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Identity & Access Management

9/11/2014
10:30 AM
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Google: No Breach In Latest Online Dump Of Credentials

The online leak of some 5 million username and password combinations consisted of mostly stale or older credentials that don't actually work, Google says.

Speculation was high yesterday in the wake of a Russian news outlet's report that some 5 million Google usernames and passwords had been "doxed" or dumped online for all to see.

Google set the record straight late yesterday that no breach of Google systems had occurred and most of the dumped credentials were stale: less than 2% of the credentials actually work. The search engine giant says its automated anti-hijacking systems would have blocked any attempts to use any working stolen credentials.

"One of the unfortunate realities of the Internet today is a phenomenon known in security circles as 'credential dumps' -- the posting of lists of usernames and passwords on the web. We’re always monitoring for these dumps so we can respond quickly to protect our users," Google said in a blog post.

Google reiterated what most security experts already had inferred: that the stolen usernames and passwords were not the result of a Google breach, but instead due to everything from credential reuse on the web to possible malware and phishing attacks.

"For instance, if you reuse the same username and password across websites, and one of those websites gets hacked, your credentials could be used to log into the others. Or attackers can use malware or phishing schemes to capture login credentials," Google said.

Google recommends users adopt its two-factor authentication option, as well as create a strong and unique password.  

Said David Hobbs, director of security solutions at Radware, businesses and consumers should now expect their personal information to be leaked at some point. "Users need to keep in mind that the best defense is a good offense -- minimize your vulnerability by thinking twice about what data is placed in the cloud," Hobbs says. "Also, the standard best practices hold true: stop using the same passwords across multiple online services, and create a rotation plan for regularly changing passwords."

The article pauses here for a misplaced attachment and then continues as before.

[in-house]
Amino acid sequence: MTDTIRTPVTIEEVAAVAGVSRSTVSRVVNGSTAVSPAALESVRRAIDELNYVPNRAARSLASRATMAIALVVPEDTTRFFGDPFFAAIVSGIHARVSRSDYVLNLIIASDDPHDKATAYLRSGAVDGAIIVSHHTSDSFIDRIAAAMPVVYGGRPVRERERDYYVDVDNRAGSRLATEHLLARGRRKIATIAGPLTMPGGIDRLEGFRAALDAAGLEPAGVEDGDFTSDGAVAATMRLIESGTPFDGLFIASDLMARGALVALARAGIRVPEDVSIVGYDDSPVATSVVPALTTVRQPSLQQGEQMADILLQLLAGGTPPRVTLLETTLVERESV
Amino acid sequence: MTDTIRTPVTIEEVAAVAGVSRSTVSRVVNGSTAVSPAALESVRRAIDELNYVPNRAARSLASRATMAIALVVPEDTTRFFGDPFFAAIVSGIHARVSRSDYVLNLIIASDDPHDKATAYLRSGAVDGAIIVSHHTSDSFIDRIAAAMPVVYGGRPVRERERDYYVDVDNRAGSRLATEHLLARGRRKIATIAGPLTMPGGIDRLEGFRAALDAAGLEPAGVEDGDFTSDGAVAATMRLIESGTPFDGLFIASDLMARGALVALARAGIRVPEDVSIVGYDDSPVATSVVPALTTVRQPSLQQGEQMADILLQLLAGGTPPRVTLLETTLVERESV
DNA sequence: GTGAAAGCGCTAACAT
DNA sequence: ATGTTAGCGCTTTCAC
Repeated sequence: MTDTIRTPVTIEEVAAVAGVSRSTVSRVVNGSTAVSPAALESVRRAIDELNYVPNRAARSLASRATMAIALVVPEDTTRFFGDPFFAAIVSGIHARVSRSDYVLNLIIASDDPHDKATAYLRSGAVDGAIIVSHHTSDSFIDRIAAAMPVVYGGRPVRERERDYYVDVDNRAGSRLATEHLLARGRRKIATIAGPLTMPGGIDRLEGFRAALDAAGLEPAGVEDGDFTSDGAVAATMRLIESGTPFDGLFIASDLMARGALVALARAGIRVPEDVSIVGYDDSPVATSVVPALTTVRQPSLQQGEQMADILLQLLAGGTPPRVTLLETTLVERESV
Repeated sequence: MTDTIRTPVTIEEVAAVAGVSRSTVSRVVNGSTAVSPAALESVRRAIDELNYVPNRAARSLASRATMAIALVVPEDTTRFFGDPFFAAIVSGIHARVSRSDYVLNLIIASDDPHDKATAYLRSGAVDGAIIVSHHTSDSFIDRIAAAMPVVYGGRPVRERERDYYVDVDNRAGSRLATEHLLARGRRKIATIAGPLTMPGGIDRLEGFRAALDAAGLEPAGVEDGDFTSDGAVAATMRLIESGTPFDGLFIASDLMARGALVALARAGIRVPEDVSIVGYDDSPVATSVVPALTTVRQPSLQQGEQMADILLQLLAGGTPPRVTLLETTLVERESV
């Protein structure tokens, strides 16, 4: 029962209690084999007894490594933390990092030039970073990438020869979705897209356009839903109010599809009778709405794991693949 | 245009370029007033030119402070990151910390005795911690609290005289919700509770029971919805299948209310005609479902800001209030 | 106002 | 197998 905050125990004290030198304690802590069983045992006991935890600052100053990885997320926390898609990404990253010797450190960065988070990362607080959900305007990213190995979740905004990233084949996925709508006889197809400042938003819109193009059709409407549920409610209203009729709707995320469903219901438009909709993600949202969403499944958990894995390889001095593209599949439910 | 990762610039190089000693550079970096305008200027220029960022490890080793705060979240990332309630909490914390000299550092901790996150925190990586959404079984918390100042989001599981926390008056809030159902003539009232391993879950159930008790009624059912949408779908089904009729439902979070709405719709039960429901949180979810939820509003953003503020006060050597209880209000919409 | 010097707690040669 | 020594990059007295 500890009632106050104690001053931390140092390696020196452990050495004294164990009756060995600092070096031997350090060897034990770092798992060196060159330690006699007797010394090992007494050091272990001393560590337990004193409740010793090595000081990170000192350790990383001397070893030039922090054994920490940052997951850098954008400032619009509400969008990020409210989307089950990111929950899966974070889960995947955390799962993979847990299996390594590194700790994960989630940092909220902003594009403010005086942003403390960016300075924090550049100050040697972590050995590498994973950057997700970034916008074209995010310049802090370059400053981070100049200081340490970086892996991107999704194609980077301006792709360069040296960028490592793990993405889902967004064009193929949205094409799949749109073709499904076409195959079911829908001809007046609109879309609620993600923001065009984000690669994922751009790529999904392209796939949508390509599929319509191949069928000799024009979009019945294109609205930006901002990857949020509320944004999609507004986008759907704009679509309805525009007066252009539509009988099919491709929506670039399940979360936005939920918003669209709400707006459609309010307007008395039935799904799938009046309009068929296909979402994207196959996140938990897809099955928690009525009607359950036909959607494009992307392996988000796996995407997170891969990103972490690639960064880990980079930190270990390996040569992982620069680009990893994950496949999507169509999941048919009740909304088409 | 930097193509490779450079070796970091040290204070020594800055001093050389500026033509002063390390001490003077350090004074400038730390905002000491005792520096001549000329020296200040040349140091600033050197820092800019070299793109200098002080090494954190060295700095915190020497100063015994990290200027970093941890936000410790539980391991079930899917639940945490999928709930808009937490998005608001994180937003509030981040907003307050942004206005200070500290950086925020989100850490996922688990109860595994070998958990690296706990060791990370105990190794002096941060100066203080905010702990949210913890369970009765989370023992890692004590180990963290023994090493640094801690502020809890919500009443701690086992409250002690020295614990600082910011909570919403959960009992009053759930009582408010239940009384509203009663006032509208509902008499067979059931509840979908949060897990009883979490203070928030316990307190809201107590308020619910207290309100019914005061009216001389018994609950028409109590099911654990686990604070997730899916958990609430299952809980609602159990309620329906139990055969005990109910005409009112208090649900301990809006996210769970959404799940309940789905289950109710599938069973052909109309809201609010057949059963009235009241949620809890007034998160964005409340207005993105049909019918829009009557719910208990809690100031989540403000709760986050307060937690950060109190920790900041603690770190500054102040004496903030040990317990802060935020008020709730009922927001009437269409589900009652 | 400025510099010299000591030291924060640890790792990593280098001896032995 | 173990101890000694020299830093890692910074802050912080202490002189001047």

Kelly Jackson Higgins is the Executive Editor of Dark Reading. She is an award-winning veteran technology and business journalist with more than two decades of experience in reporting and editing for various publications, including Network Computing, Secure Enterprise ... View Full Bio

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Robert McDougal
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Robert McDougal,
User Rank: Ninja
9/17/2014 | 9:47:29 AM
Re: a realistic statement
I agree, in today's world there is no way to 100% insulate yourself from a breach.  Well, unless you deal only in cash, don't go to the doctor, dentist or do business with anyone who needs to know your name.
Kelly Jackson Higgins
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Kelly Jackson Higgins,
User Rank: Strategist
9/12/2014 | 6:27:30 AM
Re: a realistic statement
Agreed. We've been saying this about businesses for some time now, but it's also true for consumers. So it's a wise and realistic perspective for consumers to adopt as well. 
soozyg
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soozyg,
User Rank: Apprentice
9/11/2014 | 9:29:07 PM
a realistic statement
Said David Hobbs, director of security solutions at Radware, businesses and consumers should now expect their personal information to be leaked at some point

I like this statement! Because no program, no coding is ever truly safe, someone's always going to try to get in. So, people should just calm down about it...we should EXPECT our information to be breached, not surprised. Great quotation.
44% of Security Threats Start in the Cloud
Kelly Sheridan, Staff Editor, Dark Reading,  2/19/2020
Zero-Factor Authentication: Owning Our Data
Nick Selby, Chief Security Officer at Paxos Trust Company,  2/19/2020
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